Unless I missed something, I agree with every word of Edward Grant’s piece today on the Syracuse/Georgetown rivalry and on what recent stories from the two schools say more broadly about college sports — and I say that not just because Grant’s sympathies obviously lie with our mutual alma mater of Georgetown. College football is almost invariably a cesspool these days; college basketball is a cesspool often, but not nearly invariably. It’s the nature of the beast: It’s a lot easier for coaches to keep tabs on about twelve players than it is to keep tabs on 85. It’s easier to make sure they are going to class; easier to discipline them if they go out of line (in part because it’s easier to catch them going out of line because there are only twelve of them to watch); and easier to intervene early enough, and to intervene constructively, and to turn a kid’s life around, when the numbers are smaller.
And while the father-son John Thompsons are not saints, they do get most of the big things right. The father famously kept a deflated basketball on his desk as a sign to his players that the air would eventually seep out of their hoops stardom, so they needed to prepare to be successful in other ways as well. In other words, they really did need to get an education. I had classes with a number of his players from 1982–86, and I can attest that unless they were actually traveling to a game, they were there in every single class. They may not have had the same academic backgrounds we did (although a couple of them did have good backgrounds, and more than a couple were quite smart), but they not just attended class but usually participated actively. They had a tutor, the famously redoubtable Mary Fenlon, who surely helped some of them along — but just as surely kept her foot on their educational accelerators, demanding that they actually learn.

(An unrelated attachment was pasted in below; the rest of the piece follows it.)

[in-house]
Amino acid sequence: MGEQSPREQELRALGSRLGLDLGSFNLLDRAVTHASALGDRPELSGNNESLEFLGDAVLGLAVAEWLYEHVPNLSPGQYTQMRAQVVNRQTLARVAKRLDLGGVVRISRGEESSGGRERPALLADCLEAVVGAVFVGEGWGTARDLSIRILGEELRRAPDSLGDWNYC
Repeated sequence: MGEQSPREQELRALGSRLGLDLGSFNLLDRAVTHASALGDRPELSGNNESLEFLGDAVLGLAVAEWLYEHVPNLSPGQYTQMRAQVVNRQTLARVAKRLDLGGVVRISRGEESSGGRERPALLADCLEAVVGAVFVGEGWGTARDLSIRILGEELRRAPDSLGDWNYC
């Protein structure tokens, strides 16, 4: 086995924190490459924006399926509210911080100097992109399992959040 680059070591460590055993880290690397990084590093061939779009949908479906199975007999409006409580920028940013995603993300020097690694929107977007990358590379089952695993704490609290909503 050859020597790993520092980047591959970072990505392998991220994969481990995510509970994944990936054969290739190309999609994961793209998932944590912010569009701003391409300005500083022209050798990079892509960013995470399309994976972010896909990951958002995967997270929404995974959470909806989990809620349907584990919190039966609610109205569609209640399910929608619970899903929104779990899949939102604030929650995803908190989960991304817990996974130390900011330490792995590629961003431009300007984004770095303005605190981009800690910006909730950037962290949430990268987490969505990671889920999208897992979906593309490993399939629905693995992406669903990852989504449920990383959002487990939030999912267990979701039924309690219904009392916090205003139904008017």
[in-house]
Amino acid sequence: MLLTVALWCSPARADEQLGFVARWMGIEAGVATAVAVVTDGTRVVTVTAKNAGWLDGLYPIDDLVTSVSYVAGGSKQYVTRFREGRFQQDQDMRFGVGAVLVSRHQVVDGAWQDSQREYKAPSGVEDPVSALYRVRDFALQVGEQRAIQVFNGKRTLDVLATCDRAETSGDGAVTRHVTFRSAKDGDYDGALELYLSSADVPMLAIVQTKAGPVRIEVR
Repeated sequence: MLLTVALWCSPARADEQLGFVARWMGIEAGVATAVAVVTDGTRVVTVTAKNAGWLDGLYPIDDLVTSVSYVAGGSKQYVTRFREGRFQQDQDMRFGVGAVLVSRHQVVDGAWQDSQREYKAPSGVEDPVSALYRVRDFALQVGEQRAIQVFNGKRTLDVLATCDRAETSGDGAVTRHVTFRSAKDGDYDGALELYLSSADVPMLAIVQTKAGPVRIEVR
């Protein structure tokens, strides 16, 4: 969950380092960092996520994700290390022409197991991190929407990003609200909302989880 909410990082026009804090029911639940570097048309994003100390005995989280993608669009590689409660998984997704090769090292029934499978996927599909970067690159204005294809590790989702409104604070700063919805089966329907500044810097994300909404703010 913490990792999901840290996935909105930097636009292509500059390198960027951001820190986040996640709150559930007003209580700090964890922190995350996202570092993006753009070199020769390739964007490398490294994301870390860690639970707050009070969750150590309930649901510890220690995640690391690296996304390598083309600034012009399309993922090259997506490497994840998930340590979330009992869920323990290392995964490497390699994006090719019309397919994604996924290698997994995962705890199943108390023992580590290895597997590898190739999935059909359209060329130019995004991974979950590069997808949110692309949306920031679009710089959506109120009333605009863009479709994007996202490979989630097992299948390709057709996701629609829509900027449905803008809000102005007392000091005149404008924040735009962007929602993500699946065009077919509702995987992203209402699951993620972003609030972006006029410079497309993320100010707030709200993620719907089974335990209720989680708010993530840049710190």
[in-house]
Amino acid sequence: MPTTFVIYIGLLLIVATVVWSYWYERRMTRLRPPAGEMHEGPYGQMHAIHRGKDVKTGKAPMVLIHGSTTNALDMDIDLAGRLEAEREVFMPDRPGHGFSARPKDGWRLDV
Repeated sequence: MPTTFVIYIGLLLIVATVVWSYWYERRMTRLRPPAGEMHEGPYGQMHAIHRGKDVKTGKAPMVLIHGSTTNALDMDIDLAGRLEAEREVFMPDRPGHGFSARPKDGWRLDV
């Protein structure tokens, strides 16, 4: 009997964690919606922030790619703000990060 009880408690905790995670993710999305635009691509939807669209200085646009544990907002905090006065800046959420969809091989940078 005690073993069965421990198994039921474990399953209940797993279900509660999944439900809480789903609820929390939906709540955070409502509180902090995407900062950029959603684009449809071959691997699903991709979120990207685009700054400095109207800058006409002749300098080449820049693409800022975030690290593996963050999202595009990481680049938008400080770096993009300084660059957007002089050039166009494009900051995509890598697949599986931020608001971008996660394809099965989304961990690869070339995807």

Even when Thompson outraged many conservatives, most famously when he walked off the court to protest the rule mandating minimum standardized test scores for first-year eligibility, his point was a better one than most conservatives understood. He wasn’t trashing the idea that educational attainment isn’t important; he was insisting that the right system could make up for prior educational deficits.
(I actually thought this was one instance where the elder Thompson was, in a word not often used to describe him, naive. Just because he, Fenlon, and the smallish, private Georgetown could lift up even those who had scored quite low on standardized tests, didn’t mean that most programs could or even really would try to do so. Again, big-time college athletics is often a cesspool, and far too few programs have the integrity to do it right.)
Even the elder Thompson appeared to be cutting corners by the mid-to-late 1990s, if reports were to be believed — not violating NCAA rules, but perhaps making exceptions to the higher standards he had spent a quarter-century establishing.
Anyway . . . back to the current day . . . the younger Thompson showed admirable compassion, thoughtfulness, and foresight in this latest instance of arranging one last time on the court for a player who had been sidelined for most of the past four years with a heart ailment. His gesture, and opponent Seton Hall’s generous participation in it, was a reminder that athletics still can be ennobling. Maybe they will be ennobling again at Syracuse as well, one day. The probation and penalties Syracuse now will endure might serve to help the Orange avoid falling prey to the over-hyped big time represented by the huge Carrier Dome; maybe it’s time, 35 years after the elder Thompson “officially closed” it, for Syracuse to re-open at least the spirit of the more intimate Manley Field House.